I am very proud of the work we are doing to recognize the diversity of our community and extending our health services research to improve health equity for the diverse populations we serve. On this holiday in celebration of America, we should step back and recognize our contributions. Together, we are advancing the health of our slice of America…we advance health in many ways and we advance health by staying connected to our community.


Read Focus at

Tuesday, July 2, 2019

Five Years of Encouraging Future Researchers

Guest Blogger:
Colleen A. Kelly, CCRC, CIM
Manager, Clinical Trials; MHRI Baltimore Cardiology

Cynthia Lynn Yashinski, BA, CCRC
Clinical Research Coordinator III, Cardiology

This year marks the fifth year of the Baltimore Cardiology EP summer internship program!

It was initiated in 2014, when I (Colleen) was approached by a former colleague about whether our department had a position available for her college-aged son who wanted to pursue a career in medicine. While my department did not have any paid positions available at the time, we explored the MHRI volunteer program. Cynthia had also expressed an interest in mentoring an EP intern. That is when the program was born!

The subsequent year, we met with Shawn McNamara, EdD, MS, RN, Dean, School of Health Professions, Community College of Baltimore County (CCBC) about working in collaboration with MHRI to offer a summer position to one of their Allied Health Sciences students since CCBC’s campus is adjacent to Franklin Square Medical Center in Baltimore, MD. So the past 4 years, Baltimore Cardiology has hosted a CCBC student as a summer EP intern.

Our former intern presenting her research as a PhD candidate!

The interns have the chance to learn and observe many different things while they are here, as well as meet researchers, physicians, nurses and representatives from industry. They get to observe patient visits, ablations and device implants, as well as study procedures like device checks, blood draws and lab processing, and data entry. They get to see how we interact with patients, and learn basic clinical skills such as how to take vital signs, perform an EKG, and draw and process blood (using employee volunteers).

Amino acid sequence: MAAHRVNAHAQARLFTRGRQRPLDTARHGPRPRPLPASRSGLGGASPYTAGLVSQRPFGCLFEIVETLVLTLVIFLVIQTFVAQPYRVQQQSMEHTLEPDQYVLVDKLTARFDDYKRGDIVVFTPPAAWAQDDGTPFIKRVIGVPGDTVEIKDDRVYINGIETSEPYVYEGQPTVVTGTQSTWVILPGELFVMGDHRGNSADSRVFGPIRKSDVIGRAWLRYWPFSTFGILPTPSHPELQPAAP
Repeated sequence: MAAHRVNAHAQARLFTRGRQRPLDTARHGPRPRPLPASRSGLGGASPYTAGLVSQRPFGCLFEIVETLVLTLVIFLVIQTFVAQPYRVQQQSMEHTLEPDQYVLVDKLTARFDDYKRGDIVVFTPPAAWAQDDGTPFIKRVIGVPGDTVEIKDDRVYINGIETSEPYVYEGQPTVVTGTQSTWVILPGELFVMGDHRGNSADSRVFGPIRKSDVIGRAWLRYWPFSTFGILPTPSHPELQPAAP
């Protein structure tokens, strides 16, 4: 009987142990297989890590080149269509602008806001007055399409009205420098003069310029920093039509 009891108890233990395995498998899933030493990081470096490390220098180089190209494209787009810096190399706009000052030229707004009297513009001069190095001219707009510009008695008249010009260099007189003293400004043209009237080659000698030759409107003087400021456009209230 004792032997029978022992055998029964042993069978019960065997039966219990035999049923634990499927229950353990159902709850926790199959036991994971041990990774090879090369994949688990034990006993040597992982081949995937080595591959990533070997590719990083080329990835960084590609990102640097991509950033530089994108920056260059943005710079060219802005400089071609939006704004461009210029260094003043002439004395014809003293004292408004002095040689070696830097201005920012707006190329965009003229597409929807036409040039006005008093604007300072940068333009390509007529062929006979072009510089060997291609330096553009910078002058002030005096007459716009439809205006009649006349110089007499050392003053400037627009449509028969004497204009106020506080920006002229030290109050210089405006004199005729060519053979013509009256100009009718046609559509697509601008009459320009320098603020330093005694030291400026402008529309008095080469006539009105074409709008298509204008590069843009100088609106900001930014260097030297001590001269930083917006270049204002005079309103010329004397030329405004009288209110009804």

They also learn about good clinical practice, HIPAA privacy laws, and the research process from IRB submission to closeout.

We have been fortunate to have selected some outstanding students that have go on to advance their careers in health-related fields. One continued their studies at the Johns Hopkins School of Public Health, two have gone on to nursing school, and one entered a PhD program.

Thank you to Dr. Glenn Meininger for his support of this program. We are proud to be able to offer a rich and valuable experience for these young students and help lead them into research! 

Happy 4th of July!

As MHRI celebrates our nation's freedom, let us honor the men and women dedicated to preserving the independence of all Americans. Enjoy the time with your family and friends.

Have a safe, happy, and healthy Independence Day!